US 5473896 A
The present invention relates to a piston with a central valve, in particular for hydraulic boosters, the valve case (6) which is composed of a supporting insert (8) radially embraced by a valve seat (7). It is disadvantageous in some valve cases that sometimes the positive coupling between the two elements in axial direction is not sufficient. The present invention provides a remedy to this problem by using undercuts behind which the valve seat engages the supporting insert in both directions. In an advantageous improvement, the valve insert is of symmetrical design, and a sealing projection is shaped at the valve seat. The guidance of the valve tappet (19) is performed within the piston (1).
1. A piston with a central valve, a cavity formed in said piston and open at a first piston end, and a central duct formed in said piston between said cavity and a second piston end for use in hydraulic vehicle brake systems, comprising:
a valve disposed within said piston adjacent a first end of said central duct having a rigid supporting insert and an annular elastic valve seat which abuts at least on a peripheral surface of an annular collar of said supporting insert, said collar having two end surfaces enclosed by said valve seat wherein said valve seat includes an annular projection disposed on one end of said valve seat toward said central valve.
2. A piston as claimed in claim 1, wherein said valve case is designed symmetrically relative to a median plane of said collar which extends transversely to the axis of said central duct.
3. A piston as claimed in claim 2, wherein said cavity includes an annular receptacle for receiving an annular projection disposed on one end of said valve seat toward said central duct.
4. A piston as claimed in claim 1, wherein said supporting insert includes an axial bore having two annular recesses.
5. A piston as claimed in claim 1, wherein said annular collar has a rectangular cross-section.
6. A piston as claimed in claim 1, wherein a peripheral surface on said supporting insert tapers conically towards said collar from end surfaces defined on said support insert.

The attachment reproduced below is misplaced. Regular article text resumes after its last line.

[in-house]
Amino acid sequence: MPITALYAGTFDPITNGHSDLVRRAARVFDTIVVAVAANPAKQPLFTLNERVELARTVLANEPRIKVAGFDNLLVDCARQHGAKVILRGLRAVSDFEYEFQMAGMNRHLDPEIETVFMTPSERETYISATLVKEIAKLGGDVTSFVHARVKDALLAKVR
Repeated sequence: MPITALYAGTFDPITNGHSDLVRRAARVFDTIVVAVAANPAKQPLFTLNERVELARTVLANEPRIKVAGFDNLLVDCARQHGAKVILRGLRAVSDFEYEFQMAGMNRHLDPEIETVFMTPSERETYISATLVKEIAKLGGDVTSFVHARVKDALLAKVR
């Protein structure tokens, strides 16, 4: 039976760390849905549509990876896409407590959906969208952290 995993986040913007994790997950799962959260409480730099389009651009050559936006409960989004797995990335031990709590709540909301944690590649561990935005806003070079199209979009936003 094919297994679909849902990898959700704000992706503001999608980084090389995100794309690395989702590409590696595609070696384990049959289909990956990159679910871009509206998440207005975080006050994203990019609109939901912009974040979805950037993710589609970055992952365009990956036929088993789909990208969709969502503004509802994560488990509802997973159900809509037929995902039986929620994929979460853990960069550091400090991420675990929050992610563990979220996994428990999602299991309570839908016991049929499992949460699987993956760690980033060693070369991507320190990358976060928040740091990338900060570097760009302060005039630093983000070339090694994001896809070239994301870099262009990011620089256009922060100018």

7. A piston as claimed in claim 1, wherein said valve case has an axial bore with a diameter that is larger than the diameter of said central duct.
8. A piston as claimed in claim 1, wherein said supporting insert is made of aluminum, said central valve is made of steel and said piston is made of aluminum.
9. A piston as claimed in claim 1, further comprising a protection device for governing the quantity of pressure fluid flowing through said central valve, said protection device connected upstream of said central valve in the direction from a working chamber at said open piston end to said central duct.
10. A piston as claimed in claim 9, wherein said protection device comprises a restrictor.
11. A piston as claimed in claim 10, wherein said restrictor is a valve.
12. A piston as claimed in claim 9, wherein said controlling device comprises a protection valve connected upstream of said central valve.
13. A piston as claimed in claim 12, wherein said protection valve comprises a valve seat and a valve closure member made of metal, respectively, and wherein said central valve comprises a valve seat and a valve member, said valve seat comprising a seal made of a soft-elastic material.
14. A piston as claimed in claim 13, wherein said valve member of said protection valve comprises a valve ball, and wherein said closing member of said central valve comprises a steel cylinder.
15. A piston as claimed in claim 12, wherein said central valve and said protection valve are designed in said piston, and said valve seats of each said valve are designed in said piston.
16. A piston as claimed in claim 15, wherein said valve seat of said protection valve is provided on an insert member which is rigidly coupled to said piston.
17. A piston as claimed in claim 12, further comprising a transverse pin inserted to extend through a blind-end bore of a master brake cylinder, and an actuating tappet on said pin for actuating said protection valve and said central valve is movable into abutment.
18. A piston as claimed in claim 17, further comprising a closing member on said central valve on said actuating tappet whereat said actuating tappet is adapted to be movable into abutment on said transverse pin.